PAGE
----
This lecture will explore some of the complex ways in which religious faith both hampered and encouraged 19th-century women's emancipation. We will trace the rise of evangelical Protestantism during the Second Great Awakening and explore its impact on society and politics. We will then consider three vibrant examples of alternative religious practice, all of which challenged prevailing ideas about marriage and domesticity: Shakerism, Mormonism, and Spiritualism.

October 6, 2011

Reform, Antislavery, and Women's Rights

Rebecca Edwards, Eloise Ellery Professor of History

From the 1830s onward, women took such active and prominent roles in American reform that by the late 1800s commentators declared it was "Woman's Century." This lecture will describe women's and men's various antebellum reform efforts and explore their consequences for gender relations and public life. You will leave with a historical explanation for why politically prominent women—for example, Sarah Palin and Michelle Bachmann—may tend to be more politically extreme than male party leaders.

Suggested readings:

October 27, 2011

Inventing Women's Education

Rebecca Edwards, Eloise Ellery Professor of History

This lecture will discuss experiments in women's higher education, the founding of Vassar, and the early curriculum and student life. Since Vassar promised young women an education equivalent to that of Harvard or Yale, we will make a detour to Harvard to consider how elite men's colleges did and did not provide a useful model. We will compare women's single-sex education with the simultaneous rise of co-education at less elite colleges, especially in the South and West.

Suggested readings:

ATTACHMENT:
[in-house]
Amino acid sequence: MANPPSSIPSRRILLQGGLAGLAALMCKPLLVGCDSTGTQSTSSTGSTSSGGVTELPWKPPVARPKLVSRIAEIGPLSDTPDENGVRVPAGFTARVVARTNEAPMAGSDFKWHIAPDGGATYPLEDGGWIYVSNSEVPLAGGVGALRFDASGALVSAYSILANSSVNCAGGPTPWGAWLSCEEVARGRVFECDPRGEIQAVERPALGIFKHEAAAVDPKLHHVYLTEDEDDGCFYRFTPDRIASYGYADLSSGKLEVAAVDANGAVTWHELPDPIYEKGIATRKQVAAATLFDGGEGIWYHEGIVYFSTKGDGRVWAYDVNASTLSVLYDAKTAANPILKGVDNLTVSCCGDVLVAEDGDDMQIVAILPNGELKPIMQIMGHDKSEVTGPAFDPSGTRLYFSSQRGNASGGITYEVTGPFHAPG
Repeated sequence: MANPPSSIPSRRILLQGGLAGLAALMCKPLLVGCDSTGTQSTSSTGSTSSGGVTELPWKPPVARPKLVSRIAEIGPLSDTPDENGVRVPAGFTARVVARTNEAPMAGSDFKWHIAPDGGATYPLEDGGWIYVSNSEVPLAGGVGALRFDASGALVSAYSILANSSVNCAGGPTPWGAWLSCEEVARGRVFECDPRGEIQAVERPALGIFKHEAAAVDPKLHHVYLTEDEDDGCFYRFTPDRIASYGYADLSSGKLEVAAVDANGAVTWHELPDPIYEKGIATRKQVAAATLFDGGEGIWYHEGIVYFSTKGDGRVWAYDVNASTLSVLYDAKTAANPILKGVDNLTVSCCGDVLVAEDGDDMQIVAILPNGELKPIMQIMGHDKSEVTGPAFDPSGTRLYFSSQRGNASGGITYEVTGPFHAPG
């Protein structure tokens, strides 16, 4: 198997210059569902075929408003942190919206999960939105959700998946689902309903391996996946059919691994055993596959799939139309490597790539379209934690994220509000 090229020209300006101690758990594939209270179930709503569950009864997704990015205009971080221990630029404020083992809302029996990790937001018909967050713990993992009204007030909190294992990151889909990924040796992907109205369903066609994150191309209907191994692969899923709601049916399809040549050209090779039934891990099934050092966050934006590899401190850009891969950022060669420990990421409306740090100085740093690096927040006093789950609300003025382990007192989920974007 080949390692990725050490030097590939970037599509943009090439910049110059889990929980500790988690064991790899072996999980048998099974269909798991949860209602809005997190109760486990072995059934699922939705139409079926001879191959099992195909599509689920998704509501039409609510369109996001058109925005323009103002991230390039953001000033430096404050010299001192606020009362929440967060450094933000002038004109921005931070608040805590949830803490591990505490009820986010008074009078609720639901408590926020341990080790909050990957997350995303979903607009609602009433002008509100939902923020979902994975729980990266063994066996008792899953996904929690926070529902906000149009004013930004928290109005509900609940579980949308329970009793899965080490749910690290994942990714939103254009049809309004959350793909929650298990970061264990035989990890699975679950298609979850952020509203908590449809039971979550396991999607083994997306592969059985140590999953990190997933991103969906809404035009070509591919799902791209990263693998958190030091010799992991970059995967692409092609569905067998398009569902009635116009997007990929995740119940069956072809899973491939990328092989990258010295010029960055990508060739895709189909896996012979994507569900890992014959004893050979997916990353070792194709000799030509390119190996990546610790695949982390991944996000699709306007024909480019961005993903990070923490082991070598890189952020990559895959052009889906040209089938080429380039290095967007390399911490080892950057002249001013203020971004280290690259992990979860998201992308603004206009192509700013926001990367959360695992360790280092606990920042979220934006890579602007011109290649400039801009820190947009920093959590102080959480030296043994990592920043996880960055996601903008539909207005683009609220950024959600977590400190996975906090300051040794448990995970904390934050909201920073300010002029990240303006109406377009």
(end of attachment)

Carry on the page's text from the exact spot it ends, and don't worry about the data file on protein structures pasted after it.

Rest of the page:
November 3, 2011

Emancipations in Context: Liberalism and Nationalism

Rebecca Edwards, Eloise Ellery Professor of History

The 19th century was a great era of liberalism and nationalism. We will consider the meaning of those terms at the time and explore some of the ways in which American women's emancipation, like the end of slavery, was inextricably tied to the terrible war to preserve the Union. Tracing the revolution in federal governance forged during the war, we will consider how Americans ended up, in the words of historian Thomas Bender, "forgetting liberalism and remembering nationalism."

Suggested reading:

November 10, 2011

"Not the Boys Less, But the Girls More": Black Women and Higher Education after Reconstruction

Quincy T. Mills, Assistant Professor of History

November 17, 2011

Vassar Graduates and Progressive Reform: Julia Lathrop, Josephine Roche, and Julia Stimson

Miriam Cohen, Evalyn Clark Professor of History, Robyn Muncy, Department of History, University of Maryland, William Elfant, Vassar Class of 1979, Chair: Elisabeth Israels Perry, St. Louis University

At the end of 19th century and during the early decades of the 20th, many women made critical contributions to American social reform, tackling issues of health care, children's welfare, women's rights and labor rights. Three such women were Julia Lathrop, Vassar Class of 1880. Julia Stimson, Class of 1901, and Josephine Roche, Class of 1909. This panel looks at the lives of these illustrious women and the Vassar education that helped nurture their lifelong careers on behalf of social justice.

December 1, 2011

The College and the Cold War

Robert K. Brigham, Professor of History on the Shirley Ecker Boskey Chair of International Relations

December 8, 2011

The Many Meanings of Education in 19th-Century America

A Reading by the Students of History/Women's Studies 285